It’s the waste that needs recycling, not the announcements

Published on Thu 15 October 2020 12:46pm

The Morrison recession Budget is replete with recycled announcements when Australia desperately needs recycling achievements.

In July the Minister for Environment announced the $190 million Recycling Modernisation Fund. It was re-announced last week. Meanwhile last year’s $100 million Recycling Investment Fund has not advanced a single dollar, and last year’s $20 million National Product Stewardship Investment Fund has not made a single grant.
In March at the slickly-packaged Plastics Summit the Prime Minister said there would be reform to Commonwealth procurement arrangements in order to create demand for recycled material. That still hasn’t occurred and there is a risk the Government’s infrastructure splurge will be contracted before the procurement changes are made.
In order to improve Australia’s poor rate of recycling when it comes to environmentally harmful materials, like plastic, it’s vital that we dramatically improve our local reprocessing and manufacturing capacity.  But that will only be viable if there are end-markets for this material. In addition to supportive procurement policy there needs to be greater producer responsibility when it comes to product design and the incorporation of recycled content.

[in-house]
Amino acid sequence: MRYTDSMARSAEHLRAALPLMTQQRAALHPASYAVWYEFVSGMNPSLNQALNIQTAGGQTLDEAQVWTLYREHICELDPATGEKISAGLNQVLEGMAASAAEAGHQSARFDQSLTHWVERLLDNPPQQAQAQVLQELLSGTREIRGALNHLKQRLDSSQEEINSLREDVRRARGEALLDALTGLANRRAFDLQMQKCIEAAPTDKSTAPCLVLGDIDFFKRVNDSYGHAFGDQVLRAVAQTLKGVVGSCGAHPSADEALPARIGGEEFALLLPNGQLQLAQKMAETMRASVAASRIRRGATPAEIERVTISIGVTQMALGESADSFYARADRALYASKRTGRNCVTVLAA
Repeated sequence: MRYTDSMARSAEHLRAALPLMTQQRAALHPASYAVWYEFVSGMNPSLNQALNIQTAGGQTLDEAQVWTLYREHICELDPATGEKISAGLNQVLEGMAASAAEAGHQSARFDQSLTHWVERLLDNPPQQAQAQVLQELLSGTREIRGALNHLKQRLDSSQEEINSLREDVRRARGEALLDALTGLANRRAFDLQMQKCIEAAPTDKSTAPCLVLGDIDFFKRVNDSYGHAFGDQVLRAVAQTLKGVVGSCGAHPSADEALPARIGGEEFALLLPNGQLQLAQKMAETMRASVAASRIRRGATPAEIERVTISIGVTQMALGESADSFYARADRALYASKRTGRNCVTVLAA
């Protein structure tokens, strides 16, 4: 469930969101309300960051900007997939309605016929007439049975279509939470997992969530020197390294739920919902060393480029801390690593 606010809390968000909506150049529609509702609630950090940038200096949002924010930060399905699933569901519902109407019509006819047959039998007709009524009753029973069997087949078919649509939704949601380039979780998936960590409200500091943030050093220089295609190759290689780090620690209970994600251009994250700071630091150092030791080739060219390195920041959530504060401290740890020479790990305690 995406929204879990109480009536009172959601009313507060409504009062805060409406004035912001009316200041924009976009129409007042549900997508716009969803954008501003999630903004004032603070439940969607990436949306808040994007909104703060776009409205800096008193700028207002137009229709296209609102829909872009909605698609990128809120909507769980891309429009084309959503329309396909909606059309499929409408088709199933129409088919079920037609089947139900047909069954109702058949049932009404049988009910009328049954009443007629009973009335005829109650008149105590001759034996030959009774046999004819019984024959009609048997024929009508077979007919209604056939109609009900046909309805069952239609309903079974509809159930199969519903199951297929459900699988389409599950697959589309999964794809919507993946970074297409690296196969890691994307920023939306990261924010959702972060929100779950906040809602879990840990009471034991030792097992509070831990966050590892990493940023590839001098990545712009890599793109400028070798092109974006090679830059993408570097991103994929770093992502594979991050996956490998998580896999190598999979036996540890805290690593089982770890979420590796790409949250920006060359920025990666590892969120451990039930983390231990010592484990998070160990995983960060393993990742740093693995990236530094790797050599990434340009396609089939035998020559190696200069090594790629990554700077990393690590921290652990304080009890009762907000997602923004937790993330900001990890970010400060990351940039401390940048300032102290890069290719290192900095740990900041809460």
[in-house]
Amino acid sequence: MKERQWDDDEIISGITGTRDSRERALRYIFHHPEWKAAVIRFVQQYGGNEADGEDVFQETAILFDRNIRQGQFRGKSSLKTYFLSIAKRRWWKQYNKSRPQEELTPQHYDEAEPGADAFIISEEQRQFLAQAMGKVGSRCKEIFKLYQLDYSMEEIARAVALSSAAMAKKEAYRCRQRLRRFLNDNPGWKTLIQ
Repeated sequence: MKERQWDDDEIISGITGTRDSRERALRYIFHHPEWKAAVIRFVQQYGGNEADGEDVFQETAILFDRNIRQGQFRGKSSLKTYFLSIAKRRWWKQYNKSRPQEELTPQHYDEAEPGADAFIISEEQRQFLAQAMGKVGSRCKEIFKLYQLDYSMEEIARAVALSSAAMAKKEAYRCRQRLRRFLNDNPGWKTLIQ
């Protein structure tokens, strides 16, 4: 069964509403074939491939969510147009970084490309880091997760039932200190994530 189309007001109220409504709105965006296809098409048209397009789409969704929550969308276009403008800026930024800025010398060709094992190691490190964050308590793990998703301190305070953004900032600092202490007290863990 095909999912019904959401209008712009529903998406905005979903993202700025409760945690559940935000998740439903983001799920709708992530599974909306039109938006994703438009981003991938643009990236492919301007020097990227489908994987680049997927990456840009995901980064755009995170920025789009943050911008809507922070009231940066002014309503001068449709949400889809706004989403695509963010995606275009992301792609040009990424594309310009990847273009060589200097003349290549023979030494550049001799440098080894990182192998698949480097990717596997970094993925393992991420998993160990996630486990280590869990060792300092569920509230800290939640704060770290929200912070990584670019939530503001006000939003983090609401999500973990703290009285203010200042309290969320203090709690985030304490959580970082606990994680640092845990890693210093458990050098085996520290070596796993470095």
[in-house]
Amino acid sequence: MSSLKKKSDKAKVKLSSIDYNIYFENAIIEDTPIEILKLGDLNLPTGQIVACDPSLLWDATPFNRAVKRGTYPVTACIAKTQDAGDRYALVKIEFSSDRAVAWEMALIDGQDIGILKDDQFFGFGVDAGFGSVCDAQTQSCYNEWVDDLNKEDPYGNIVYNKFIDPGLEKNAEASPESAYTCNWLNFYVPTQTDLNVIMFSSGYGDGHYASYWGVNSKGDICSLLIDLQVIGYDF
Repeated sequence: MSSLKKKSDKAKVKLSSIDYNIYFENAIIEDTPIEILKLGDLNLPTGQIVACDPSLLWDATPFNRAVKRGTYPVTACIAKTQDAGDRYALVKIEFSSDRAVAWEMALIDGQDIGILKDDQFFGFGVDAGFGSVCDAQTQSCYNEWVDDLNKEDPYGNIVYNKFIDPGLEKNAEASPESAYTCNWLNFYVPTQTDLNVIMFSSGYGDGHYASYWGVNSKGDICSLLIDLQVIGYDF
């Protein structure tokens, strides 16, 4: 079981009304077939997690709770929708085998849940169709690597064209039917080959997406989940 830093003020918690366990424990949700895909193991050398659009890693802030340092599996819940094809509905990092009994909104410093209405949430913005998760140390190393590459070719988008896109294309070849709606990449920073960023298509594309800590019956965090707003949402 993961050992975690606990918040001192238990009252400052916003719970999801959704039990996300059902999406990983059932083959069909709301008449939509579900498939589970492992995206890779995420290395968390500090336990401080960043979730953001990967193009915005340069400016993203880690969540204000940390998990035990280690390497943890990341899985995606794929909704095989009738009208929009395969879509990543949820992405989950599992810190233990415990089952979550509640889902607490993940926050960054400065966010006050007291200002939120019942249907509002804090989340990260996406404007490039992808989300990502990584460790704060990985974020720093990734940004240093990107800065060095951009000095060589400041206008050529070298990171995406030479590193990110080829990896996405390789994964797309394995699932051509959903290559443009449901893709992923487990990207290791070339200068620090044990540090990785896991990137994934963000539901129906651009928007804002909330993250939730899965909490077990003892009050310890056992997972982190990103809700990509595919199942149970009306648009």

The Australian community and our waste and resource management sector are crying out for national leadership through reforms that would not only reduce landfill and plastic pollution, but actually build the foundation of a sustainable and circular economy in which materials are recycled and re-used, and waste is reduced to the bare minimum.  This should in turn create new business opportunities and jobs, while pioneering innovations that support better waste and resource outcomes in our region.
In its Budget papers the government promises 10,000 jobs will be created through the diversion from landfill and remanufacture of 10 million tonnes of recyclables over the next decade. In May last year they promised $120 million in two key recycling support programs, and 15 months later not a single dollar has been delivered. Oddly, the Morrison government is so keen to puff-up its waste claims that the National Waste Action Plan blurb appears twice in the Regional Ministerial Budget Statement. Needless to say it would be better to say it once, say it accurately, and act on it.
The truth is that plucking numbers out of the air is easy. Making the changes required to address Australia’s waste crisis requires leadership, effective policy, and programs that are actually implemented.

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